As an avid lover of stories, it is my mission to find and search for books that provide stories that would give readers a lot to ponder as well as getting readers lost in to the world of those stories at the same time. For me, we don’t really get a lot of memorable, engaging stories written and told by authors of our younger generation as much as seasoned and renowned writers of our modern time, however with the discovery of Téa Obreht’s The Tiger’s Wife, history has been made.
Obreht is a Belgrade-born American novelist who began writing the future story of The Tiger’s Wife as a graduate student of Cornell University. Drawing from her childhood memories with her grandfather visiting the zoo while living in Belgrade, former Yugoslavia, Obreht crafted an elaborately clever yet very imaginative story that mixes reality and folklore altogether. In short, The Tiger’s Wife’s core tone would remind us of a good, balanced mix of Gabriel Garcia Marquez and Rudyard Kipling with a touch of modern, contemporary fiction in between. Some may call this novel another form of magical realism, while others simply call it a stunning, clever piece of writing. For me, I simply call it an ambitious, imaginative contemporary literature that brings plenty of magic to the hungry reader.
The Tiger’s Wife, taking place in an unnamed country in the Balkans, is about a young doctor named Natalia, who is on a trek to search for clues regarding her grandfather’s recent death. She recalls fragmented memories of her time with her grandfather as a child, revealing to us her grandfather’s wisdom and his penchant for telling stories; in particular, the story of the deathless man and the story her grandfather never told her, which is the story of the tiger’s wife. As a reminiscent of Amy Tan’s The Joy Luck Club, Margaret Atwood’s The Blind Assassin, and the novel I’m currently reading, Elizabeth Strout’s Olive Kitteridge gives us a mesh of three stories: Natalia’s quest with an orphanage as a doctor, her grandfather’s encounters with the deathless man, and the story of a young deaf-mute Muslim girl — whom the villagers referred to as the tiger’s wife — who befriended a loose tiger .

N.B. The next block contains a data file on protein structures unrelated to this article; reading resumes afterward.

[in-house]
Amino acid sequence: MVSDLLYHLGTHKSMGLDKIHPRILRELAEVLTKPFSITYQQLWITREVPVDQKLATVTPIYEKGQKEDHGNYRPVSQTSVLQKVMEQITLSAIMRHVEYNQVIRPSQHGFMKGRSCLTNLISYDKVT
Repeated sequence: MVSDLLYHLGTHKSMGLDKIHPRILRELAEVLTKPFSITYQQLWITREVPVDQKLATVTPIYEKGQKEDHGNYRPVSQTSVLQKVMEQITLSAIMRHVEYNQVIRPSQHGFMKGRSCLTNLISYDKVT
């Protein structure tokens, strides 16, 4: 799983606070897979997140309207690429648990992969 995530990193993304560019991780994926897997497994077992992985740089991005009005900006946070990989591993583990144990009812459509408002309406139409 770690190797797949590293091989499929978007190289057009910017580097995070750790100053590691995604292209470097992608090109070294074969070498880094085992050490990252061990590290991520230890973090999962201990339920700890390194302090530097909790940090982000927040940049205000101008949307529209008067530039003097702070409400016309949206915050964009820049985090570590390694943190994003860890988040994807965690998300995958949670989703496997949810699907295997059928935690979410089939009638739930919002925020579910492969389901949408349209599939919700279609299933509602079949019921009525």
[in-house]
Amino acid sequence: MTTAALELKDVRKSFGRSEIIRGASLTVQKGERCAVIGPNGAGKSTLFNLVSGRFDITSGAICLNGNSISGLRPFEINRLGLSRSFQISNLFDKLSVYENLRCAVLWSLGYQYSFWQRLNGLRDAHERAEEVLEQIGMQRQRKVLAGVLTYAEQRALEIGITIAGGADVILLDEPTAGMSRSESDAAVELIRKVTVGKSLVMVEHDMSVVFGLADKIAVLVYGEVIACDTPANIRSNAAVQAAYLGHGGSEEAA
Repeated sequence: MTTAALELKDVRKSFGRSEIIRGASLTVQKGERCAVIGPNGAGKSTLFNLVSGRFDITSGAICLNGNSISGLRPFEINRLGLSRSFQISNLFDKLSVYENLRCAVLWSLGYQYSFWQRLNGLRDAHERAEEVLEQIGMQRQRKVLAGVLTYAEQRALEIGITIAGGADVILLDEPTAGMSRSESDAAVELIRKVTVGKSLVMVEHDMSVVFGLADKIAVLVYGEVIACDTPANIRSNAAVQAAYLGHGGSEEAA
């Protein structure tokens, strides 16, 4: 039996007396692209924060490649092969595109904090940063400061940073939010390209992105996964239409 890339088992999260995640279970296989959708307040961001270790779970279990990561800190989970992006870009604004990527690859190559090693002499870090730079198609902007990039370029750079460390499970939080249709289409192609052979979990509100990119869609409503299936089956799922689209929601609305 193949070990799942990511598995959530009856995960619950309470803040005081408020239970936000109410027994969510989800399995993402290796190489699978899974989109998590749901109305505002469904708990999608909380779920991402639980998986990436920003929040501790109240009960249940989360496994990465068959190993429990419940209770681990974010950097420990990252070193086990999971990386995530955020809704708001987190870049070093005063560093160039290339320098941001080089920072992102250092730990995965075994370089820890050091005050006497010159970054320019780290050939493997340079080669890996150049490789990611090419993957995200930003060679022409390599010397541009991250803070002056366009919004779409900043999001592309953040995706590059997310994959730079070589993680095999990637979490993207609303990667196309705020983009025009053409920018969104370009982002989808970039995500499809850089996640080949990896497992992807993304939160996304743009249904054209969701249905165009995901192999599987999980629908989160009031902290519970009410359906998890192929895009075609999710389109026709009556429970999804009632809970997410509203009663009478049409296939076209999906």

I admit that, by the first half of the novel, I got myself completely confused and mixed up to the extent that I couldn’t tell, or rather capture the flow of the entire plot. One or two chapters are related to one story, and then the next few chapters became completely different from the previous chapters. At that time I began to question regarding the author’s aim for writing different, separate stories with different plots and themes. My first guess was that eventually, close to the end, all of these three stories will come together and become one plot. In the end, I realized that Natalia’s grandfather’s stories actually parallel that of her own present life. Her grandfather’s youth and Natalia’s youth are quite comparable, as well as both their adult lives being doctors.
The Tiger’s Wife has been shortlisted in many major literary awards including the National Book Award, but Obreht won the prestigious Orange Prize for her debut novel. The novel was also listed as one of 2011’s Top Ten Best Books by The New York Times Book Review. Obreht herself was also named by The New Yorker as one of the twenty best American fiction writers under 40 and also in the National Book Foundation’s list of 5 Under 25. Although I mentioned before that the first half of the novel may somewhat discourage you from further reading due to its complexity and the unorthodox flow of the chapters, everything comes together right at the second half.